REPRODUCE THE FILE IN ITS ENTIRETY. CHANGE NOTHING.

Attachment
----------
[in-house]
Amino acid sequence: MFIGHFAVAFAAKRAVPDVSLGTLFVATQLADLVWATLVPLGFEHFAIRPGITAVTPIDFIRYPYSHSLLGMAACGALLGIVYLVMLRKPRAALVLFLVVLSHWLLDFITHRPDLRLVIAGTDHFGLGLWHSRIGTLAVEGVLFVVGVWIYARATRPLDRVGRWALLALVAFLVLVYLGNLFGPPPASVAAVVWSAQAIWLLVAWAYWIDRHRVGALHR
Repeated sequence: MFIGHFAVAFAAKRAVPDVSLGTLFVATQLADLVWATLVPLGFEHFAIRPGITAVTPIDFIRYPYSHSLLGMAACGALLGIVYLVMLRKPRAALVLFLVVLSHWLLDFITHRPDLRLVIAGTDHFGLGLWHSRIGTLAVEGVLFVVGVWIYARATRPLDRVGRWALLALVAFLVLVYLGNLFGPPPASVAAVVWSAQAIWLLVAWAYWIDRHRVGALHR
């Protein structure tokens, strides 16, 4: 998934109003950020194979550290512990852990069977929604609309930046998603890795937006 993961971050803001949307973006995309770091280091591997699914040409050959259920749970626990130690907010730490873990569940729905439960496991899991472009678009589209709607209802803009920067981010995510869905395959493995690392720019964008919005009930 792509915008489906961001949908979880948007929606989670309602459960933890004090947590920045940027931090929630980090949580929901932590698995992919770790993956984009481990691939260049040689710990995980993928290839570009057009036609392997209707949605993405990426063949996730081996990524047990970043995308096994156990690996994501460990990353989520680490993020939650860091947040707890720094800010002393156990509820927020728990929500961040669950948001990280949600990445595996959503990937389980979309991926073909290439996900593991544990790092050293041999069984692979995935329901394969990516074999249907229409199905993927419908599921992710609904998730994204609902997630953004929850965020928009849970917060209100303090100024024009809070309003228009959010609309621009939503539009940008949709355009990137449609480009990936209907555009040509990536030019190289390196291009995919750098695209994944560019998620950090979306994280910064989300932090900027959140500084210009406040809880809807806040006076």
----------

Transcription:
[in-house]
Amino acid sequence: MFIGHFAVAFAAKRAVPDVSLGTLFVATQLADLVWATLVPLGFEHFAIRPGITAVTPIDFIRYPYSHSLLGMAACGALLGIVYLVMLRKPRAALVLFLVVLSHWLLDFITHRPDLRLVIAGTDHFGLGLWHSRIGTLAVEGVLFVVGVWIYARATRPLDRVGRWALLALVAFLVLVYLGNLFGPPPASVAAVVWSAQAIWLLVAWAYWIDRHRVGALHR
Repeated sequence: MFIGHFAVAFAAKRAVPDVSLGTLFVATQLADLVWATLVPLGFEHFAIRPGITAVTPIDFIRYPYSHSLLGMAACGALLGIVYLVMLRKPRAALVLFLVVLSHWLLDFITHRPDLRLVIAGTDHFGLGLWHSRIGTLAVEGVLFVVGVWIYARATRPLDRVGRWALLALVAFLVLVYLGNLFGPPPASVAAVVWSAQAIWLLVAWAYWIDRHRVGALHR
């Protein structure tokens, strides 16, 4: 998934109003950020194979550290512990852990069977929604609309930046998603890795937006 993961971050803001949307973006995309770091280091591997699914040409050959259920749970626990130690907010730490873990569940729905439960496991899991472009678009589209709607209802803009920067981010995510869905395959493995690392720019964008919005009930 792509915008489906961001949908979880948007929606989670309602459960933890004090947590920045940027931090929630980090949580929901932590698995992919770790993956984009481990691939260049040689710990995980993928290839570009057009036609392997209707949605993405990426063949996730081996990524047990970043995308096994156990690996994501460990990353989520680490993020939650860091947040707890720094800010002393156990509820927020728990929500961040669950948001990280949600990445595996959503990937389980979309991926073909290439996900593991544990790092050293041999069984692979995935329901394969990516074999249907229409199905993927419908599921992710609904998730994204609902997630953004929850965020928009849970917060209100303090100024024009809070309003228009959010609309621009939503539009940008949709355009990137449609480009990936209907555009040509990536030019190289390196291009995919750098695209994944560019998620950090979306994280910064989300932090900027959140500084210009406040809880809807806040006076």